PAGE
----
So this was the fun day….not that all days aren’t fun at Designing Dublin. But some are more fun than others and this was one of them. We each had to pitch 20 of our ideas to the team. We had three minutes to do it in. It was very Dragon’s Den-esque.
After our pitch the team voted as to what idea of the twenty they liked the most. They voted for the idea by placing a white sticker on the post-it. The task we were given was to prototype one of the ideas that had a sticker on it. We had 4hrs to prepare and another 4hrs to put it the idea into action. The idea that I ran with was :
This was the idea I considered the most realiseable in the 4hrs we were given. I couldn’t see myself standardising bus fares around the city or creating a ‘Greenlight District’ in Dublin in 4hrs.
As this was a prototype I chose 6 stops on the Luas red line in the central 1 area. I spent the morning researching interesting historical tid-bits on Heuston Station, Collins Barracks, Smithfield, The Four Courts, Jervis and Abbey Street.
The information I researched were these little known facts-
“Heuston Station is named after Sean Heuston who died aged 25 in 1916. Heuston, a railway clerk, led a group of 26 volunteers in the 1916 rising. He and his small garrison held off 300 British troops, buying much needed time for his compatriots fighting in the city. His orders were to hold off the British soldiers for 4 hours. He held for 2 days.”
“Before its conversion as a museum in 1997 Collins Barracks was the oldest inhabited barracks in Europe, and also one of the largest. It was built in the year 1702.”
“Smithfield was the home of Dublins oldest workhouse. During the 170 years that it operated the premises housed 10’037 orphans. It closed its doors in July 1969, never to be opened again.”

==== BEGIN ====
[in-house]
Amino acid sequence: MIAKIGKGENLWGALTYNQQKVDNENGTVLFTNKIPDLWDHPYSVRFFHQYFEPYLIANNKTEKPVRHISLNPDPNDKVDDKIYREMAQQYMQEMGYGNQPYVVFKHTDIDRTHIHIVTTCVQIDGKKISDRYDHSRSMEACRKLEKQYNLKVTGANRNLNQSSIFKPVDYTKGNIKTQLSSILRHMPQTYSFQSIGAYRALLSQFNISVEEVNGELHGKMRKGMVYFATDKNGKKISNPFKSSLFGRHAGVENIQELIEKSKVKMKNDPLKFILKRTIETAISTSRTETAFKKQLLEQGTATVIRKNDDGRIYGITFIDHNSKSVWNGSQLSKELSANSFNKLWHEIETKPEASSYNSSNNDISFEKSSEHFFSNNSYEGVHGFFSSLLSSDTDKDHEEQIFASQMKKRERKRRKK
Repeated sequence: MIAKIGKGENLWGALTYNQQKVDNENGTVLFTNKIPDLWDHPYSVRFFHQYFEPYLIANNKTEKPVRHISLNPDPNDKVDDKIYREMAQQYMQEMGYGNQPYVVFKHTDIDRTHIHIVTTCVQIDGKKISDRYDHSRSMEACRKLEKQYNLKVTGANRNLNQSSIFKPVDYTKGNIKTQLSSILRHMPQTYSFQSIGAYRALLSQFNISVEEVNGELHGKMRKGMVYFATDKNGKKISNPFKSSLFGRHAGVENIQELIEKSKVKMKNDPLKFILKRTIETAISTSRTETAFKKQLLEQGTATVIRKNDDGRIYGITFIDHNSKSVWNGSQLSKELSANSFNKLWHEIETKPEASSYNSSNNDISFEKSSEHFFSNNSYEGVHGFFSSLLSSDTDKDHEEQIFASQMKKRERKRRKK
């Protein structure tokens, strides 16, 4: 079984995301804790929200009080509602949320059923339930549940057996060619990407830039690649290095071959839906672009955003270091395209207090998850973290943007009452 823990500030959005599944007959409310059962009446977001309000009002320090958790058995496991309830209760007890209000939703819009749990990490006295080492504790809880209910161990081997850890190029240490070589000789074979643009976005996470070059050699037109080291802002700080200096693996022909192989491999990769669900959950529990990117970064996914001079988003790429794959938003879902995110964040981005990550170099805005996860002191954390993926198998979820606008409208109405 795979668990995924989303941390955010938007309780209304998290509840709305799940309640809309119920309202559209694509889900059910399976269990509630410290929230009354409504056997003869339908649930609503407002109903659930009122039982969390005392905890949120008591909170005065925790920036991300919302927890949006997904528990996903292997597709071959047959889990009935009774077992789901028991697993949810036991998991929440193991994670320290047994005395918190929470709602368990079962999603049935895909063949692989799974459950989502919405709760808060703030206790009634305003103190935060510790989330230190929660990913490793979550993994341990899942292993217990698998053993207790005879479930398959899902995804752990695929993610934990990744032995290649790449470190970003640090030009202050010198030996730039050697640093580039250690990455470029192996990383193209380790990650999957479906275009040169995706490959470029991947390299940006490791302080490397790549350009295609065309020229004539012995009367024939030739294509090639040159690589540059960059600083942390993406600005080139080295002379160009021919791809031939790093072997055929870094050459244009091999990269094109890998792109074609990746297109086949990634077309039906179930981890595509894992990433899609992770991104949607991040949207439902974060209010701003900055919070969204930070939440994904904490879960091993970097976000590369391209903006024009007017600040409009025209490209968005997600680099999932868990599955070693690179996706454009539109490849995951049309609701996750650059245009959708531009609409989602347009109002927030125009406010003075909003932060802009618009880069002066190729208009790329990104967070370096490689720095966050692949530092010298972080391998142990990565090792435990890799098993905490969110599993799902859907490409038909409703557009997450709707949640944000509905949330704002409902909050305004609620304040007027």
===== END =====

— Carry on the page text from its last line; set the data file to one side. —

“Four Courts gets its name from the courts of Chancery, Kings Bench, Exchequer, and Common Pleas which were housed there in the 1900′s. The legal system was completely changed in the late 1900′s, abolishing the four courts, but the name stuck.”
“Before becoming a shopping centre in 1996, 14 Jervis Street was the mansion of the Earl of Charlemont. In 1796 six Dublin doctors used their own money to turn it into a hospital after reaching an agreement with the Earl.”
“George Frideric Handel, the German born composer, lived on Abbey Street in the summer of 1741. That summer he composed his ‘Messiah’ which would be considered by many as one of his most famous works.”
Then I went to the stops and stuck up the signs that I had made.
I was very happy with the amount of attention the signs were getting. Immediately after putting up the signs a crowd gathered to read them. One lady at Smithfield stop, said to me that she had never known that Smithfield had a workhouse. She had grown up in Smithfield and has lived there her entire life. She thanked me for telling her about it. Just that alone made me feel that what I had done was worthwhile and it re-enforced my view that more should be done to educate people about their surroundings. The benefits of this idea is two fold in my view. By educating people to the history of their surroundings I believe people garner a certain respect for the area that was previously non-existent, the other benefit (if the idea was grown to include bus stops) is that people would know where they are in the city. I have no clue why bus stops don’t have a stop announcement or why there are no signs displaying what stop you are at.